“It has been 30 years since the last of the native run of Nisqually River chinook salmon returned to spawn in the river…
The wild run of king salmon fell victim to overharvest. Hatchery fish overwhelmed them. They lost their spawning habitat to development and clear-cut forests. And with two dams on the river, their need for cool, adequate water supplies was not always met.
‘For several months out of the year, it wouldn’t be uncommon for entire sections of the Nisqually River to run dry,’ said David Troutt, tribal natural resources director. ‘The dams also released a deluge of water in the winter after the wild chinook had spawned, scouring out their eggs.’
It’s a common tale played out across Puget Sound, helping to explain why Puget Sound chinook landed on the federal Endangered Species Act list as a threatened species in 1999.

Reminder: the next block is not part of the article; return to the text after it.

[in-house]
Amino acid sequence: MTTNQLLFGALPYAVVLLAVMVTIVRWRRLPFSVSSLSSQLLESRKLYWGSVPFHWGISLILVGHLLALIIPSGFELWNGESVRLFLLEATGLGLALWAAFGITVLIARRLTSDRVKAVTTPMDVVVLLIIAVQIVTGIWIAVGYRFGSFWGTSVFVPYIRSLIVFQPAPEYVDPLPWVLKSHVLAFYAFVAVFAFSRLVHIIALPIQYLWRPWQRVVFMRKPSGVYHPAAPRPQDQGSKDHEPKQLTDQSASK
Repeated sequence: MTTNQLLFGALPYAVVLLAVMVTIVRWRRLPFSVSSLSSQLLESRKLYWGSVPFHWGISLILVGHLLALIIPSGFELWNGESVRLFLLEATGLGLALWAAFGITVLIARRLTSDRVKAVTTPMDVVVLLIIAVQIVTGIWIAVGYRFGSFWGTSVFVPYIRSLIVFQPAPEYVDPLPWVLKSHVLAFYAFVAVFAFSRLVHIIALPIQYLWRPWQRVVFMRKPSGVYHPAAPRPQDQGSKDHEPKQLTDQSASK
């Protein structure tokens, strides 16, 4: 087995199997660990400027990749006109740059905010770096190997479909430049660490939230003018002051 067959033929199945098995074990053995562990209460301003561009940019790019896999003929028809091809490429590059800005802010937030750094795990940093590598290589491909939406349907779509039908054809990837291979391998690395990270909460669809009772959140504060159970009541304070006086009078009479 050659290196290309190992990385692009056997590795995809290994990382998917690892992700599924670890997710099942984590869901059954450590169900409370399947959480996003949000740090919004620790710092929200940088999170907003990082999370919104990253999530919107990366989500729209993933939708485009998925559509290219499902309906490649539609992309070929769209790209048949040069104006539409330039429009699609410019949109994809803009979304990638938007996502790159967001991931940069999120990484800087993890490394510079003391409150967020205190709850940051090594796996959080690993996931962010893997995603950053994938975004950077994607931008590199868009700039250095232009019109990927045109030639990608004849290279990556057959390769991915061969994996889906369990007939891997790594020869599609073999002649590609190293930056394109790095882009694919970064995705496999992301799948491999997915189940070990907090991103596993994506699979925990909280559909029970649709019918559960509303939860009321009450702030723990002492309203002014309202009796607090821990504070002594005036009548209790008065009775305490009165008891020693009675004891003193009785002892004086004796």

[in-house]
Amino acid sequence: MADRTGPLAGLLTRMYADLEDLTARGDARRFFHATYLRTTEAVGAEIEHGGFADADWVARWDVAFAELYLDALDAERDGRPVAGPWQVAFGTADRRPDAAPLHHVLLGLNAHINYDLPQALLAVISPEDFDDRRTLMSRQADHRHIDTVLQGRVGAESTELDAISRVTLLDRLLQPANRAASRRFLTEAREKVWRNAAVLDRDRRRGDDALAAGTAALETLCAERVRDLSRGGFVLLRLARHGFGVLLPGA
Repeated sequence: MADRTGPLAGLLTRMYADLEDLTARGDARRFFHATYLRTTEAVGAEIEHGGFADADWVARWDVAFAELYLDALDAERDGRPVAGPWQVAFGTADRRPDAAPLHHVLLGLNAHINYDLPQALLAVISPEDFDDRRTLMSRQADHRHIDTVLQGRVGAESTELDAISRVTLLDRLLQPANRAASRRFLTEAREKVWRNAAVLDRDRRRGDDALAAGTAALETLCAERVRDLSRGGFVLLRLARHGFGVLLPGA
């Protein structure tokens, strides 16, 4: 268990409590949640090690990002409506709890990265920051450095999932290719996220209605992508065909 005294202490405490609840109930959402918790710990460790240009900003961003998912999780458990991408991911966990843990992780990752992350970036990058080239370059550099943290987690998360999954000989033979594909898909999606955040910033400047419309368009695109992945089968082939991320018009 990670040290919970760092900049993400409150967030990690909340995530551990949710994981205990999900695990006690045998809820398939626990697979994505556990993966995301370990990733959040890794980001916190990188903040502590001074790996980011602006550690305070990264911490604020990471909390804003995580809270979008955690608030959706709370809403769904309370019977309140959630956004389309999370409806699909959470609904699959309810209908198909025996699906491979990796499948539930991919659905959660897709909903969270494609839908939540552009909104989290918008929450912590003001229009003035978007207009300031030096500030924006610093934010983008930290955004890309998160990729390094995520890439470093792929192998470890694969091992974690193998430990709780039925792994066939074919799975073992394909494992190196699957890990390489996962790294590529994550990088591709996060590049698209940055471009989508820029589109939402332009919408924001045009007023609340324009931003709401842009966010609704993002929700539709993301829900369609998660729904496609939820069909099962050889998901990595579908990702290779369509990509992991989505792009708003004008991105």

But much has changed along the 78-mile-long river, which begins as melting glacier water high on the flanks of Mount Rainier and ends its downstream journey at the Nisqually Delta, one of the premier river estuaries in the Northwest and home to Nisqually National Wildlife Refuge,” quoting The Olympian.
“The Nisqually River Delta is where the action is when it comes to estuary restoration work in Puget Sound.
Just last month, the Nisqually tribe welcomed back the saltwater to a 100-acre expanse of pasture land that hadn’t seen the tides flow in and out since it was diked for agricultural use more than 100 years ago.
On the other side of the river, the U.S. Fish and Wildlife Service is poised to pull back similar dikes to restore 700 acres of estuary in the Nisqually National Wildlife Refuge,” quoting The Olympian.